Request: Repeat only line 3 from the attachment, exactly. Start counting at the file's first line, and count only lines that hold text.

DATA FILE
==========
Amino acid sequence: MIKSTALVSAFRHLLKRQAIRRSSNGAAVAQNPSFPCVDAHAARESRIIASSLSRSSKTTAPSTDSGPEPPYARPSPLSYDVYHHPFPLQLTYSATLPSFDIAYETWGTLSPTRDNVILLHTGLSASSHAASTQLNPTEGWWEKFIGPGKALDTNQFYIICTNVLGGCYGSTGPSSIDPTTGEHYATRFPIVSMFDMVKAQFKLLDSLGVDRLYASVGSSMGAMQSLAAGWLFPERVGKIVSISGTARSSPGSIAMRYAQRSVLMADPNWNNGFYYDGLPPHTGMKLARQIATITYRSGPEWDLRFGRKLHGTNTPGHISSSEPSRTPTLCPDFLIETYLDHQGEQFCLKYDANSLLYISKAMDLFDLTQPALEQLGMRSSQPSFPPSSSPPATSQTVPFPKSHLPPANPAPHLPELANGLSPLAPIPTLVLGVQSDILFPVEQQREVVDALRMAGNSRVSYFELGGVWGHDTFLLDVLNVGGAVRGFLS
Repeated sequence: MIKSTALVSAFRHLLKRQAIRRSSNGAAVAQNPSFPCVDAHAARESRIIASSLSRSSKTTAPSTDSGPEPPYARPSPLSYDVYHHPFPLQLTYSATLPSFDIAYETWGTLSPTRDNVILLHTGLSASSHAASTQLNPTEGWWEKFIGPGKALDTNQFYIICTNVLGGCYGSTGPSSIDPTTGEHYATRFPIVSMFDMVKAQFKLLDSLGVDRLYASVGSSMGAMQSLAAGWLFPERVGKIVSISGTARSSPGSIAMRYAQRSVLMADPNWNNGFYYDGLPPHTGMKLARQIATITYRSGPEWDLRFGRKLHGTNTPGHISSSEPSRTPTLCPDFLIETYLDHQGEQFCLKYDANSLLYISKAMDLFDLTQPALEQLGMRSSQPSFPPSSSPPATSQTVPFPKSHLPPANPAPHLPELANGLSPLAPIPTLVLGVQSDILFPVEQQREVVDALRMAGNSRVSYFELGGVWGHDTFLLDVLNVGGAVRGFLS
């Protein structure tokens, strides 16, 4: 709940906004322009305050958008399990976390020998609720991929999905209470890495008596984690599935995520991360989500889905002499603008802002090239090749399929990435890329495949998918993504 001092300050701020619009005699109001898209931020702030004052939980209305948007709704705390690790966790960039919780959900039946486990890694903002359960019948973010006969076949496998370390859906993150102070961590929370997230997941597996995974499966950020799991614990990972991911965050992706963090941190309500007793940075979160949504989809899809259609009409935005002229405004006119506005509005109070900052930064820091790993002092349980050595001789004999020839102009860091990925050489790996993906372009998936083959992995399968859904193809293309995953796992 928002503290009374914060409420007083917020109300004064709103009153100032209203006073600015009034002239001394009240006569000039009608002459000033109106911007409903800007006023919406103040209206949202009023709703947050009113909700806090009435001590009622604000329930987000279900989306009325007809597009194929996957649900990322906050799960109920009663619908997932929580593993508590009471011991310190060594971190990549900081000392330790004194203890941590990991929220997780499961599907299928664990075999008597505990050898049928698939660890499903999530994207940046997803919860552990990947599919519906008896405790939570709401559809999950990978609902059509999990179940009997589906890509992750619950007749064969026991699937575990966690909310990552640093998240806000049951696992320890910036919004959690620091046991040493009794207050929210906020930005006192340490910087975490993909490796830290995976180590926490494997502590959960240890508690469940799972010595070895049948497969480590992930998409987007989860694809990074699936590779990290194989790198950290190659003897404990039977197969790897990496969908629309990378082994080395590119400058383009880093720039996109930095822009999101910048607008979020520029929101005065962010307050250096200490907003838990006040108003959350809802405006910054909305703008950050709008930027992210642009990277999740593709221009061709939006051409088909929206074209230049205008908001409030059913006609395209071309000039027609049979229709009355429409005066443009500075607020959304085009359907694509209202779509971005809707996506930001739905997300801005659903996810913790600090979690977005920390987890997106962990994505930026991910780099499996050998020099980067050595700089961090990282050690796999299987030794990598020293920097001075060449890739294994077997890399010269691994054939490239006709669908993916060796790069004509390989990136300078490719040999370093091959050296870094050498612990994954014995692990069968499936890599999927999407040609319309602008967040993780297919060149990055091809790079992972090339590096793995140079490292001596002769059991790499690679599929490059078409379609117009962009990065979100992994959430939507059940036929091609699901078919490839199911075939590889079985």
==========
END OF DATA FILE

């Protein structure tokens, strides 16, 4: 709940906004322009305050958008399990976390020998609720991929999905209470890495008596984690599935995520991360989500889905002499603008802002090239090749399929990435890329495949998918993504 001092300050701020619009005699109001898209931020702030004052939980209305948007709704705390690790966790960039919780959900039946486990890694903002359960019948973010006969076949496998370390859906993150102070961590929370997230997941597996995974499966950020799991614990990972991911965050992706963090941190309500007793940075979160949504989809899809259609009409935005002229405004006119506005509005109070900052930064820091790993002092349980050595001789004999020839102009860091990925050489790996993906372009998936083959992995399968859904193809293309995953796992 928002503290009374914060409420007083917020109300004064709103009153100032209203006073600015009034002239001394009240006569000039009608002459000033109106911007409903800007006023919406103040209206949202009023709703947050009113909700806090009435001590009622604000329930987000279900989306009325007809597009194929996957649900990322906050799960109920009663619908997932929580593993508590009471011991310190060594971190990549900081000392330790004194203890941590990991929220997780499961599907299928664990075999008597505990050898049928698939660890499903999530994207940046997803919860552990990947599919519906008896405790939570709401559809999950990978609902059509999990179940009997589906890509992750619950007749064969026991699937575990966690909310990552640093998240806000049951696992320890910036919004959690620091046991040493009794207050929210906020930005006192340490910087975490993909490796830290995976180590926490494997502590959960240890508690469940799972010595070895049948497969480590992930998409987007989860694809990074699936590779990290194989790198950290190659003897404990039977197969790897990496969908629309990378082994080395590119400058383009880093720039996109930095822009999101910048607008979020520029929101005065962010307050250096200490907003838990006040108003959350809802405006910054909305703008950050709008930027992210642009990277999740593709221009061709939006051409088909929206074209230049205008908001409030059913006609395209071309000039027609049979229709009355429409005066443009500075607020959304085009359907694509209202779509971005809707996506930001739905997300801005659903996810913790600090979690977005920390987890997106962990994505930026991910780099499996050998020099980067050595700089961090990282050690796999299987030794990598020293920097001075060449890739294994077997890399010269691994054939490239006709669908993916060796790069004509390989990136300078490719040999370093091959050296870094050498612990994954014995692990069968499936890599999927999407040609319309602008967040993780297919060149990055091809790079992972090339590096793995140079490292001596002769059991790499690679599929490059078409379609117009962009990065979100992994959430939507059940036929091609699901078919490839199911075939590889079985």